The Abe government raised the sales tax from 5 per cent to 8 per cent in April 2014 as part of a ridiculous plan to reduce the fiscal deficit.
Japan then endured 4 successive quarters of negative growth in household consumption. Domestic demand is now 2.1 per cent lower than it was in the March-quarter 2014, prior to the imposition of the sales tax hike.
Please read my blog – Japan returns to 1997 – idiocy rules! – for more discussion on the damaging impacts of sales tax hikes.
Private consumption has still not recovered from the sales tax increase in April last year. It is still 4.8 per cent below the level enjoyed in the March-quarter 2014.
The sales tax hike was a replay of the events that occurred in 1997 when the ideologues came out in force and pressured the national government to cut into the fiscal deficit.
The government raised the sales tax then with disastrous consequences. The lessons clearly have not been learned.
I discussed the 1997 debacle in detail in this blog – Japan thinks it is Greece but cannot remember 1997
The direct impact on private consumption of the 1997 sales tax hike have been replicated in 2014 into 2015.
The following graph shows growth in private consumption spending since the March-quarter 2007. The blue bars are the annual (year-on-year) outcome, while the red line is the quarterly result.
This is one of those magnificent graphs that you show students to demonstrate intervention effects of government policy. Private consumption growth was growing fairly strongly on up to the beginning of 2014, after the impacts of the GFC and the Tsunami had been overcome.
The sales tax hike had the predictable negative effect with a sudden dive in consumption overall in the June-quarter 2014 (-5.0 per cent) followed by three quarters of tepid growth (0.3 per cent in each).
The combination of the sales tax hike, declining real wages, and the export decline have caused the quarterly growth of private consumption to decline again in the June-quarter 2015 (-0.8 percent), which has all but wiped out the gains made since the March-quarter 2014.
It is hard to construe the data as telling us that private consumption in Japan is going to drive growth any time soon under the current policy settings.
In this blog written in September 2014 – Japan’s growth slows under tax hikes but the OECD want more – I predicted that:
The drop in private consumption spending is a direct result of the sales tax hike. It will get worse.
It was obvious that the economy would deteriorate further.
First, consumers stopped spending (last quarter) and then adopted a very cautious approach. In part, this is because real wages have been falling consistently for some quarters now (see below).
The impact of static consumption expenditure is that business investment then lags.
The following graph shows the quarterly (blue bars) and annual growth (red line) in private investment from the March-quarter 2007 to the June-quarter 2015.
The positive result in the current quarter is down to the blip in the March-quarter 2015. In the June-quarter 2015, Private investment (non-residential) was slightly negative.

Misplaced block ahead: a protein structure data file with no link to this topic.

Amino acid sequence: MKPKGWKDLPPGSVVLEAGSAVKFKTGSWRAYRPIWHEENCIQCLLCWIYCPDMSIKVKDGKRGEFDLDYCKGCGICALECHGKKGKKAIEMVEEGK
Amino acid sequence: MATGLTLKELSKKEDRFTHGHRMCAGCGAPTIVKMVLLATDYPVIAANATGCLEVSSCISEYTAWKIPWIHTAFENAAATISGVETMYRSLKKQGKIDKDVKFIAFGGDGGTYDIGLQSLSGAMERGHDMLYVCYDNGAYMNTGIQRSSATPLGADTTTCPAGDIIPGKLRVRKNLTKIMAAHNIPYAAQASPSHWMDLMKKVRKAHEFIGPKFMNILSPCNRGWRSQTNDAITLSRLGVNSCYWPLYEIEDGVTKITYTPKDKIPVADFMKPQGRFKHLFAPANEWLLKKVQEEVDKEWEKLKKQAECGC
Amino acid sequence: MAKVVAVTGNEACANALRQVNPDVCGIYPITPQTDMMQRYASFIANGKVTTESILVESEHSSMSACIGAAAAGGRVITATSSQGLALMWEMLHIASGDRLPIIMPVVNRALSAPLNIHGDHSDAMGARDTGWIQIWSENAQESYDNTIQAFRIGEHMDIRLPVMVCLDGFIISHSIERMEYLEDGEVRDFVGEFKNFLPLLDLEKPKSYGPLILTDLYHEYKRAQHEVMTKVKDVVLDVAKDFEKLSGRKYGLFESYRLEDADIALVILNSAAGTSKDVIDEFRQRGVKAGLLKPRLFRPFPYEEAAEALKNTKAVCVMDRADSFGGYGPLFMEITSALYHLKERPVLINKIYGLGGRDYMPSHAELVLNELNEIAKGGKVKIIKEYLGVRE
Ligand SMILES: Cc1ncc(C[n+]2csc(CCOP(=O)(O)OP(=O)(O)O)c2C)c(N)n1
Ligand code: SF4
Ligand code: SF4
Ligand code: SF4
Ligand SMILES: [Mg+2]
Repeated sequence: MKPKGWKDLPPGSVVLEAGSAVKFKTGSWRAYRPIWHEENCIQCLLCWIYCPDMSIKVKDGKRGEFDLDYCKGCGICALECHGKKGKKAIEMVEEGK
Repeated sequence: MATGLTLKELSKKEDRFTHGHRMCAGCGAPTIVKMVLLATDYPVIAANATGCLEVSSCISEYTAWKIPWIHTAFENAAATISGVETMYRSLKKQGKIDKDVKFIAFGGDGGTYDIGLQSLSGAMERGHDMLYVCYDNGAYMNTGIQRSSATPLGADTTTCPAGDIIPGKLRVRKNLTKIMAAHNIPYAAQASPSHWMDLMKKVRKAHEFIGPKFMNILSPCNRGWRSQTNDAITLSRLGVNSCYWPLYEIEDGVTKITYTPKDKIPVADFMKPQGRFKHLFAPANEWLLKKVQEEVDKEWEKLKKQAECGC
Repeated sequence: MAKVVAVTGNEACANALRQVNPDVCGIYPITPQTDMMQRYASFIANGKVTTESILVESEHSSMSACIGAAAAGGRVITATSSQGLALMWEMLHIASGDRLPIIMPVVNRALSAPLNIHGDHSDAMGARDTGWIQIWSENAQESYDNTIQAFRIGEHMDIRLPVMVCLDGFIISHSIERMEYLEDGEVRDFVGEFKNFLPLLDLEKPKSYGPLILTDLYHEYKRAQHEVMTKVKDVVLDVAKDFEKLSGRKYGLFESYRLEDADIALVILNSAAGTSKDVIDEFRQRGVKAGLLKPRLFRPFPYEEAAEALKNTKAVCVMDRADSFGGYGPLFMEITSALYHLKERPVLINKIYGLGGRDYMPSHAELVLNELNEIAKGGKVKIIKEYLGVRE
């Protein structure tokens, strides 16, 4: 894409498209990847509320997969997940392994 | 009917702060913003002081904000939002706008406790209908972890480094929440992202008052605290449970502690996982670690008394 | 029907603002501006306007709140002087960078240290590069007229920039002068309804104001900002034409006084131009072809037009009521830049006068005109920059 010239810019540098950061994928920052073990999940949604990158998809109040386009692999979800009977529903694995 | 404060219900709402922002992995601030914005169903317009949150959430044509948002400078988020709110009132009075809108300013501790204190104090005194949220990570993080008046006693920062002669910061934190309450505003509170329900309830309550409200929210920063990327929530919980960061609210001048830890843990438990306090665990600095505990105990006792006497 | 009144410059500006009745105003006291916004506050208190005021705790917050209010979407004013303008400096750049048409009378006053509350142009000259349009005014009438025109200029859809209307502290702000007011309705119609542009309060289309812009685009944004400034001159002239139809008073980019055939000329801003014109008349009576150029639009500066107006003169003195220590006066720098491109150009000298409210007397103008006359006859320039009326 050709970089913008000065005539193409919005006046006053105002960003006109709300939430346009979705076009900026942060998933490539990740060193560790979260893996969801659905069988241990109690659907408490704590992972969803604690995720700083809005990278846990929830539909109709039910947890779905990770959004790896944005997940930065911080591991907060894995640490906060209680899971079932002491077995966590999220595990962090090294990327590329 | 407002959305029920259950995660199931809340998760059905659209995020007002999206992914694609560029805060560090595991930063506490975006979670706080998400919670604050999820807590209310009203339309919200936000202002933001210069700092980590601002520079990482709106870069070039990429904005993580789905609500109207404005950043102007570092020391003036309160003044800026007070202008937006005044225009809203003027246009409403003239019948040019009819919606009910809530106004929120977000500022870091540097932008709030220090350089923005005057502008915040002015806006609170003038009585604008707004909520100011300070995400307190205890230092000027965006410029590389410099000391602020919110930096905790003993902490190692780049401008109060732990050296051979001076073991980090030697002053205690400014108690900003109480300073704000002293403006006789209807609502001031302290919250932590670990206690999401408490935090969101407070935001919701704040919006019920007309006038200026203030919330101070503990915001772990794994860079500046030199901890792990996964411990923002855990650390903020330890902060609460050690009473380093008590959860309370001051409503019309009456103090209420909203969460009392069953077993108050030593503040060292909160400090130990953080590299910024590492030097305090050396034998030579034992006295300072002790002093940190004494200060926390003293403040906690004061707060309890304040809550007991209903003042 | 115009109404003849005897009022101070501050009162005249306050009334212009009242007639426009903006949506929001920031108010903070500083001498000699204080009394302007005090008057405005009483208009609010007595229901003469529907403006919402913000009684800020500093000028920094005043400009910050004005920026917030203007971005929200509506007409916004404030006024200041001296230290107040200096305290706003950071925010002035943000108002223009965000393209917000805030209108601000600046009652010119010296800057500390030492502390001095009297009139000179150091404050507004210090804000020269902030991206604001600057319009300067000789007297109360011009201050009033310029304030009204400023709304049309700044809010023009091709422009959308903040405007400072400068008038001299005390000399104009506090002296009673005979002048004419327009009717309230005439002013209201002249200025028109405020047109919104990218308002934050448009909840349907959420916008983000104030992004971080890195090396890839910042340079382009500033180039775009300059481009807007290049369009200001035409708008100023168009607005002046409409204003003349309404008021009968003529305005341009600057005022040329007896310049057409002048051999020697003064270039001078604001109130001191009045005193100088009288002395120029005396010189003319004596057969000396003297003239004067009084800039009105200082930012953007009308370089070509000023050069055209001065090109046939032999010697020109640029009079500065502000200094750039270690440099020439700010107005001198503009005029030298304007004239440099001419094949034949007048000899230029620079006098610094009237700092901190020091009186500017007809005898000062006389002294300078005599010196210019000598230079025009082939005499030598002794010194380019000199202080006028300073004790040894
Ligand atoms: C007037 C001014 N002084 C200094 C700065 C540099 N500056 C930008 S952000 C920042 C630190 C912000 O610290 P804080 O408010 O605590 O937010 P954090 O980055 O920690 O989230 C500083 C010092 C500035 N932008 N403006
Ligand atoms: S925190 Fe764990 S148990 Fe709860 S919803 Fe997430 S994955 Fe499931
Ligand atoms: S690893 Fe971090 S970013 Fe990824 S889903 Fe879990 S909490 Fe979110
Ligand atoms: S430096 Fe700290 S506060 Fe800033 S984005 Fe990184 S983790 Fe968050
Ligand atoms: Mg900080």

Not a glowing outlook.
The next graph shows, there was a strong counter-cyclical fiscal response in both public consumption and investment over this period of private spending decline.
The government started withdrawing its fiscal stimulus too early – even though growth in government consumption continued through 2010 as public investment started to contract. While the non-government components of spending were starting to recover they were not strong enough to resist the slowing fiscal impact and so real GDP growth started to moderate.
The fiscal response in the last four quarters has been strong. Public consumption grew by 1.3 per cent in the June-quarter 2015 while public investment grew by 3.4 per cent. Both components of public spending thus contributed positively to overall growth, to partially offset the decline in the non-government sector spending.
If the Abe government had have taken the advice of the IMF and OECD which were both hectoring Japan to reduce its public spending then the current situation in Japan would have been much worse than it is.
The next graph shows the contributions (in percentage points) to real GDP growth of the major expenditure categories in Japan over the last quarter and over the last 12 months (to the June-quarter 2015).
It is also clear that over the last year, the external sector has contributed to growth but that contribution turned sharply negative in the June-quarter 2015.
It is also clear that the public sector has been a major contributor to growth over the last 12 months and continued to prop it up in the recent quarter.
The spending behaviour of the non-government sector is clearly undermining overall growth in Japan.
Real wages have been falling in Japan for some time, which has acted to suppress consumption spending.
The Japanese Ministy of Health, Labour and Welfare publishes a Monthly Labour Survey. The latest data on – Total Cash Earnings provides some information on wage movements.
The following graph shows the movement in the All Industries Wage Index since 2011 (the first six months of 2015 are averaged to give the 2015 result) and the CPI index since 2011 (red line).
The series are indexed to 100 at 2011. The real wage index now stands at 93.4 while the price level index stands at 103.3.